“Our villagers used to feed their babies with porridge or rice only,” Sinh A Sinh says, a 23-year-old father from the H’mong ethnic minority. “Since we participated in nutrition clubs and other childcare activities, we have learnt that we should cook their meals with grease, vegetables and eggs.”
“With proper care, our children are now healthy and are not sickly. We feel secure about them when working. We learnt that children should go to school as it is good for their future,” Sinh adds, from World Vision’s project area in Tua Chua District in northern Dien Bien province.
Sinh, whose daughter is three years old, shares his story with other caregivers, teachers, government and local leaders at the national event held in northern Vinh Phuc province. It was a key activity for Vietnam joining millions from other countries to call for care and educate children at the beginning of their life.
The event was organised by Vietnam’s Ministry of Education and Training (MoET), along with local and international non-government organisations (NGOs) including World Vision.
Approximately four million children under five go to school in Vietnam as of April 2012, an increase of 160,000 from two years ago, according the MoET. However, report said the country lacks nearly 23,400 kindergarten classrooms and 22,800 teachers. Up to 15 percent of communities nationwide don’t have separate kindergarten rooms.
The MoET’s leaders, local officials, teachers, community members and representatives from local and international (NGOs) discussed their responsibilities to achieve the goal. Pre-school children drew pictures, made collages and statues to illustrate their ideal early childhood and education environment.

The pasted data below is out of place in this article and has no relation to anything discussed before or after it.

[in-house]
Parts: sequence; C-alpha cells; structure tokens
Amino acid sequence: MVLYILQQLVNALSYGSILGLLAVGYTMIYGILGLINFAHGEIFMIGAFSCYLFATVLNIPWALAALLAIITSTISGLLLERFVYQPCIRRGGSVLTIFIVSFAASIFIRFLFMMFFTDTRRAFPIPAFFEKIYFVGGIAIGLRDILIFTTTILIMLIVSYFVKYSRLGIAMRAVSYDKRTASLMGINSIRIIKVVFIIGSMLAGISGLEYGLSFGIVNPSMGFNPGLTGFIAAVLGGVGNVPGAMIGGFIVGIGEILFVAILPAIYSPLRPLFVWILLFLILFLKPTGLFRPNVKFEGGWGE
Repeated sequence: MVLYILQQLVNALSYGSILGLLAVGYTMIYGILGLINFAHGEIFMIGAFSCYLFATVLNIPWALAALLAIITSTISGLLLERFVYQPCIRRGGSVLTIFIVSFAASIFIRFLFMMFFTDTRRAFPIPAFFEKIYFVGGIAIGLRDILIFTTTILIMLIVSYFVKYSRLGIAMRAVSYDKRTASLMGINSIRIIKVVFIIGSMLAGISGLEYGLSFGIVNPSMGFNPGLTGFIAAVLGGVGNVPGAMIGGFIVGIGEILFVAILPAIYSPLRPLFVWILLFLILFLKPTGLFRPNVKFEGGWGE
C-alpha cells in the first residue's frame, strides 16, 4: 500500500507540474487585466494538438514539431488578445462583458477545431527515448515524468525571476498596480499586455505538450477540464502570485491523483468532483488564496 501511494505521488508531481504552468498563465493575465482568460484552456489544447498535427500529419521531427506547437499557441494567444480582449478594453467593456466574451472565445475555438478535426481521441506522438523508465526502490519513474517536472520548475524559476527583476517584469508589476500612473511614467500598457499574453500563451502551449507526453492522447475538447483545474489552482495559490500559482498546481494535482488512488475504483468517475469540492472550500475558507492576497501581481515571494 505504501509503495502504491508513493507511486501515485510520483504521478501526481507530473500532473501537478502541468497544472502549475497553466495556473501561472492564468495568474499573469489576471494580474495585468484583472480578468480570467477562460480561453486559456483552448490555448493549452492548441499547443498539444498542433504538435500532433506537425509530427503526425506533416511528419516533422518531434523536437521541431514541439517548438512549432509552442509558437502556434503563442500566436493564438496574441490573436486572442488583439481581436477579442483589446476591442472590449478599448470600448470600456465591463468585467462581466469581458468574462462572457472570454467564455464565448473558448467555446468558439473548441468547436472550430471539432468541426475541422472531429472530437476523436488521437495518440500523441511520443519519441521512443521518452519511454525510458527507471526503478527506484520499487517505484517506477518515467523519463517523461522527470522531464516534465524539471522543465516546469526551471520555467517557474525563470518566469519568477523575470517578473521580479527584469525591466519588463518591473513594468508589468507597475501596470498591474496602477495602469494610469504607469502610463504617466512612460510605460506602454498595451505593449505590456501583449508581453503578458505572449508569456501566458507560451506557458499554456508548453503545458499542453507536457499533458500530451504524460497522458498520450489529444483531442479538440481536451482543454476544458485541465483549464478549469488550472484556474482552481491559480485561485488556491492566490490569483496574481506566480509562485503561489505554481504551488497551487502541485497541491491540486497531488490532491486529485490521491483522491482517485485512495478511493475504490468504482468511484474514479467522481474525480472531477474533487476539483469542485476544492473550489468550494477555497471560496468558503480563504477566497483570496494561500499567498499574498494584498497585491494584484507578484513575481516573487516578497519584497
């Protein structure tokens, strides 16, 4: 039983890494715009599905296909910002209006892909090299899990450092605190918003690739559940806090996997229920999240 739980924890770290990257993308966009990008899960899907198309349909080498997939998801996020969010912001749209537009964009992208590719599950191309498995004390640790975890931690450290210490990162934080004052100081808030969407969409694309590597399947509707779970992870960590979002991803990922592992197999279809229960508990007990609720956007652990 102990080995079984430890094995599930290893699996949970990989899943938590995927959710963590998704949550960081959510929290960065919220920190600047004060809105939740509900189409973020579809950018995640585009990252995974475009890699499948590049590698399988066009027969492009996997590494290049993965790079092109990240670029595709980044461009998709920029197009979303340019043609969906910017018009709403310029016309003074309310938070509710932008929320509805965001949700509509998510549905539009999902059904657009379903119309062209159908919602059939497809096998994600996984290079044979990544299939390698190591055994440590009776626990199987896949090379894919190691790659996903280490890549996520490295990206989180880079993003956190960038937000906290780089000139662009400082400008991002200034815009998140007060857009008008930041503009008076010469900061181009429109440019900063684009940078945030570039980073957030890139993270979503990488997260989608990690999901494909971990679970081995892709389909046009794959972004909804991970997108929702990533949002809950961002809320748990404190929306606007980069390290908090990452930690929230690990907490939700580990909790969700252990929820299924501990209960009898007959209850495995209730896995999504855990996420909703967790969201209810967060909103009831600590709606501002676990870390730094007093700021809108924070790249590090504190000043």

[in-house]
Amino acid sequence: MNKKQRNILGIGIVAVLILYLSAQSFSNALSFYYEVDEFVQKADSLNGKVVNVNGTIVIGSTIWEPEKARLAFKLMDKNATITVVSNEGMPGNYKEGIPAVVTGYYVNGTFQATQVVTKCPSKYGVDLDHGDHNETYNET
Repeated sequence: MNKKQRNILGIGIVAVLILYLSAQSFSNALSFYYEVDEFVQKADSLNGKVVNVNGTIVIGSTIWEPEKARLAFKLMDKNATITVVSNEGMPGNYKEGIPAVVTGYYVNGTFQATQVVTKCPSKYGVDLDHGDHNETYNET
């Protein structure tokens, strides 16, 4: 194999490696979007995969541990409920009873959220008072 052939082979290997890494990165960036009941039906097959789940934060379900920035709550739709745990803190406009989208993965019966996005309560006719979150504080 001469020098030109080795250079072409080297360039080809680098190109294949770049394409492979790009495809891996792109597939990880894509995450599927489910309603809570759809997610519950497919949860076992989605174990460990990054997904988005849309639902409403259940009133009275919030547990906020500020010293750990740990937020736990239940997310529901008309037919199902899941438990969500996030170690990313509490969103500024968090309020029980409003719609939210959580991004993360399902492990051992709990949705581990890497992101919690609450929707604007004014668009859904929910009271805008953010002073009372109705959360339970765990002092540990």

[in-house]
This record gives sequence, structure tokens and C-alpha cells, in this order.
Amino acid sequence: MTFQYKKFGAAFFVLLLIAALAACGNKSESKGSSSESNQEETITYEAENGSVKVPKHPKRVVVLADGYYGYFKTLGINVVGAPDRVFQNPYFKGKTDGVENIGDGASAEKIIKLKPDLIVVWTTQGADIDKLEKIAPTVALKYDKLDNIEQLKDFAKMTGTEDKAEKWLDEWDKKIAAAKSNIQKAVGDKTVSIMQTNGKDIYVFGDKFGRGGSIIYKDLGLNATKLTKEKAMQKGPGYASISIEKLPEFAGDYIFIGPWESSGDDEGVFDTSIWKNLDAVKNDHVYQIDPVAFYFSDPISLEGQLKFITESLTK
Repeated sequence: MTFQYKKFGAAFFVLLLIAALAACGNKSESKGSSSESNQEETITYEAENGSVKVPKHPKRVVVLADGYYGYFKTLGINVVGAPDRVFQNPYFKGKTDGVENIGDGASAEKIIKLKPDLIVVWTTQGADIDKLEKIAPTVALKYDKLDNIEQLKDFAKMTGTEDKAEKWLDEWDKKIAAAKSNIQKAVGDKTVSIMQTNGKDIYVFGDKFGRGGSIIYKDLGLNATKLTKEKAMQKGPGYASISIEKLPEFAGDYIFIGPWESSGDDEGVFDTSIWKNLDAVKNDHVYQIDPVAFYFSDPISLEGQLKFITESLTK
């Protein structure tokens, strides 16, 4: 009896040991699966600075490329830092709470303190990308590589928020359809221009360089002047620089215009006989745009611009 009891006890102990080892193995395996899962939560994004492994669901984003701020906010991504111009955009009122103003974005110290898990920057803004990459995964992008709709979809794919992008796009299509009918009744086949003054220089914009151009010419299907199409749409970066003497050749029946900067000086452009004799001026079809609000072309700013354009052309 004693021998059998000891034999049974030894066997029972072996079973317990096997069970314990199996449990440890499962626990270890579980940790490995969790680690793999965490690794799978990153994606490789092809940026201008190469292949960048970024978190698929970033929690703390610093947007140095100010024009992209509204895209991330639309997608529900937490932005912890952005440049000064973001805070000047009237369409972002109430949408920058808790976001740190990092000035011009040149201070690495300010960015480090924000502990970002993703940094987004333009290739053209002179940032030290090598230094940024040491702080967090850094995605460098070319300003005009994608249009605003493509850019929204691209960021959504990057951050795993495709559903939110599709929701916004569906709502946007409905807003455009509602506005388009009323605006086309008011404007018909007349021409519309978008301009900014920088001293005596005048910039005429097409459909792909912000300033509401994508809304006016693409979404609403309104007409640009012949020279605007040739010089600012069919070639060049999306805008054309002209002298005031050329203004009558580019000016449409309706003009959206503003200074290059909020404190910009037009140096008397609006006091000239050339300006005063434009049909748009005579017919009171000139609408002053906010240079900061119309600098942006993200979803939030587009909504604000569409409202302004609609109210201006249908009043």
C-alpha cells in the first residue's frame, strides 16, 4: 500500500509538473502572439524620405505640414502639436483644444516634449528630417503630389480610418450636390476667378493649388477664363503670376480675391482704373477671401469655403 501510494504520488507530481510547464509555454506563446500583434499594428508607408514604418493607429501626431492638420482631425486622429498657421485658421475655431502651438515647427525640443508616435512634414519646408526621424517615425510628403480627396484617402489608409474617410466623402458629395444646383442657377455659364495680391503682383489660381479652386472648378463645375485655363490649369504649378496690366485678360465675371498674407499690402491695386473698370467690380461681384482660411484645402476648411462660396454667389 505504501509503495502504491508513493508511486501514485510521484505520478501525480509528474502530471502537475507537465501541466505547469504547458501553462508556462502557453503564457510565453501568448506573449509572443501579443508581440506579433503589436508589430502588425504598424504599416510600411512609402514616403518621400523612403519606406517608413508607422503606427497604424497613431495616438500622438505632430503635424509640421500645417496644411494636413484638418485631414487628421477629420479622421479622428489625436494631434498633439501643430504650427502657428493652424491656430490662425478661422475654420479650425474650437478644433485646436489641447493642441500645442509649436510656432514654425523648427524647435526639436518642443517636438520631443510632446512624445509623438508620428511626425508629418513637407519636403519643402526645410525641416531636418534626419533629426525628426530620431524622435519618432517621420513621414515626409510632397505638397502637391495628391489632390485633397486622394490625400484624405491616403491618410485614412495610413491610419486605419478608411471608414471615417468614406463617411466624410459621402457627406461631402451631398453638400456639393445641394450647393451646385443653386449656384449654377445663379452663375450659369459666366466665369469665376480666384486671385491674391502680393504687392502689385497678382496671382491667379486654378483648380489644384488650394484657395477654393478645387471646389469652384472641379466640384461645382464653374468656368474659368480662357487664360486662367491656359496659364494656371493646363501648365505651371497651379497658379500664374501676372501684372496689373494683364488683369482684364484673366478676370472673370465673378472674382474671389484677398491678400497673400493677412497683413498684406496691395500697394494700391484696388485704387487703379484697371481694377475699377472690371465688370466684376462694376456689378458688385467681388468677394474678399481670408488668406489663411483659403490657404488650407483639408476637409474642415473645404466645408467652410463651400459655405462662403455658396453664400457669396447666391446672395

In World Vision’s project areas, more than 4,000 children, parents, teachers and local leaders also participated last April 22 to 28. People from 14 districts attended events where they learned and participated in contests, role-plays and round-table discussions.
“Our villagers were so excited because it’s the first time our community has joined the education week,” says Le Thi Bich Ngoc, a school principal in Thanh Hoa province. “Our community is one of the poorest in Thuong Xuan district. Local people have limited knowledge and the number of children under three going to kindergarten is low.” She adds, “Though the campaign was small, it will make a lot of impact in our community.”
World Vision’s Global Week of Action for Child Health Now will be held from 13 to 20 November 2012. World Vision needs every leader to not only participate, but to influence staff to join the global mobilisation to call on world leaders to meet the commitments they have made to reduce child mortality and improve maternal health (Millennium Development Goals 4 and 5). Please say ‘Count Me In – I want Children to Survive 5!’ For more details on how to be involved in this campaign, please visit http://www.childhealthnow.org/.